Most memorably, Karr encouraged her audience: “Don’t write how you suffered. Write how you survived.” It is with this brave spirit that Karr stares down her life events as she writes six hours a day or 10,000 words, whichever comes first, a discipline she collegially advised her audience to undertake. In that same generous spirit, Karr tweeted later that night: “At hippocamp nonfiction conf, I finally met my posse—so many brave people telling stories—singing all the way home.”
In addition to Karr’s Saturday keynote, Ashley C. Ford provided an opening keynote on Friday afternoon, and Dave Cameron wrapped up on Sunday with a final keynote address. Ford, a writer, editor and speaker, is currently co-editing with Roxane Gay an anthology Not That Bad: Dispatches from Rape Culture. In her keynote, entitled “Don’t be a hero,” she addressed the importance of truth in memoir and not revising history to fit an ulterior motive of our narratives. Cameron delivered an apt topic for the conclusion of a writing conference, challenging attendees to implement writing goals and optimize writing production. Each writer needs to develop an urgency in writing that commits to putting hours in the books and words on the page. An award-winning speaker on the topic of sustainable work productivity, Cameron spoke from his 12 years experience at Ithaca College as a content marketing strategist. Elements of these two topics were resurfaced in other HippoCamp 2016 breakout sessions, along with discussions of voice, point of view, humor, writing community engagement, publishing, book proposals, and self-promotion.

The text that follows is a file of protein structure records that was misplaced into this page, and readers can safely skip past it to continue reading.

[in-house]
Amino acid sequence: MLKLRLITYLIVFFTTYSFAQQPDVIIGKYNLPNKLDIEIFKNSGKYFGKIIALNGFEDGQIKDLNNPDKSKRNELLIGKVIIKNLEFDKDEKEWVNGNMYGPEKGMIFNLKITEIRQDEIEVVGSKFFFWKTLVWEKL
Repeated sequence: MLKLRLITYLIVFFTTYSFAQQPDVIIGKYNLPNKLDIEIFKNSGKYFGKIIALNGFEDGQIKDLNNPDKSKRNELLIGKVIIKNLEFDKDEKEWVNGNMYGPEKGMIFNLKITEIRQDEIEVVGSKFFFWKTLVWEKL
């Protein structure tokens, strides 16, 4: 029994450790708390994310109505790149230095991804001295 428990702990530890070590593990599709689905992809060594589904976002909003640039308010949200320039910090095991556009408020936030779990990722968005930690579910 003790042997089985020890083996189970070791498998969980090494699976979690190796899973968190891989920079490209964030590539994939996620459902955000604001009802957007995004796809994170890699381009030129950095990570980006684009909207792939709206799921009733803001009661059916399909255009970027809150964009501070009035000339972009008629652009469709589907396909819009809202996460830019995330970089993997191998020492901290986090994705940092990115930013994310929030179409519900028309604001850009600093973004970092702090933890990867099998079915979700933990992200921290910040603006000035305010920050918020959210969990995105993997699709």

A developing writer, I was personally challenged by Friday night’s Debut Author Reading, in which first-time published authors read excerpts from their work and responded to the audience. Their stories allowed each listener to peer into the dark folds of their past as they shone a thin beam of light with their craft. These excerpts revealed abuse, shame, defeat, tenuous human connection, systemic generational tragedies, but also the beauty, tenacity, and triumph of survival and voice. Creative nonfiction is authentic experience in artistic expression, and the thick empathy in the room reminded me why we showed up to HippoCamp 2016.